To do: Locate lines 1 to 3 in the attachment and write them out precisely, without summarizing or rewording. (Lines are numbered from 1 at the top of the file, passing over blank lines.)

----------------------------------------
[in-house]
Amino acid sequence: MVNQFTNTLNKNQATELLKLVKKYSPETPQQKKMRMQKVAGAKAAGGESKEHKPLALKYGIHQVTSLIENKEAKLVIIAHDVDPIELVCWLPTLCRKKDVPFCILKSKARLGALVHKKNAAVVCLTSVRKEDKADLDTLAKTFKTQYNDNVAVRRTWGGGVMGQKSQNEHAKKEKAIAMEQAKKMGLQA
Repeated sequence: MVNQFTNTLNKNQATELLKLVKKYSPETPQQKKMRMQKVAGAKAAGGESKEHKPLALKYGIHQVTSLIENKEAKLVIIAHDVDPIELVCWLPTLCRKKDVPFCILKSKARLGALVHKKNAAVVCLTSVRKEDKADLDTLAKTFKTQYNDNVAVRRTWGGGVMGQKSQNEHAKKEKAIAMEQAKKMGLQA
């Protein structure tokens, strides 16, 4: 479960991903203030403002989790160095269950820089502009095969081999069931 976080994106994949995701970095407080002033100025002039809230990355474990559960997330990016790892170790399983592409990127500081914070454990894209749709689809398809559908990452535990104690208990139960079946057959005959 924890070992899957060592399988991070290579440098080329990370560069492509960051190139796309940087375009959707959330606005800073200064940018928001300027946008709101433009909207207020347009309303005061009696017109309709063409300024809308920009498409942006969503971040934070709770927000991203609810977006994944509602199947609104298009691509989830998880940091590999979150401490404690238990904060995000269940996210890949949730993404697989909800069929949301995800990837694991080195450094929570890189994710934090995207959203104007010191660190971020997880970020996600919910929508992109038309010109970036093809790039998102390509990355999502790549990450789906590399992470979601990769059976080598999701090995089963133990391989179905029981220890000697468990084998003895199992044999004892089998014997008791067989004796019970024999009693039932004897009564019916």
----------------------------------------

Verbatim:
[in-house]
Amino acid sequence: MVNQFTNTLNKNQATELLKLVKKYSPETPQQKKMRMQKVAGAKAAGGESKEHKPLALKYGIHQVTSLIENKEAKLVIIAHDVDPIELVCWLPTLCRKKDVPFCILKSKARLGALVHKKNAAVVCLTSVRKEDKADLDTLAKTFKTQYNDNVAVRRTWGGGVMGQKSQNEHAKKEKAIAMEQAKKMGLQA
Repeated sequence: MVNQFTNTLNKNQATELLKLVKKYSPETPQQKKMRMQKVAGAKAAGGESKEHKPLALKYGIHQVTSLIENKEAKLVIIAHDVDPIELVCWLPTLCRKKDVPFCILKSKARLGALVHKKNAAVVCLTSVRKEDKADLDTLAKTFKTQYNDNVAVRRTWGGGVMGQKSQNEHAKKEKAIAMEQAKKMGLQA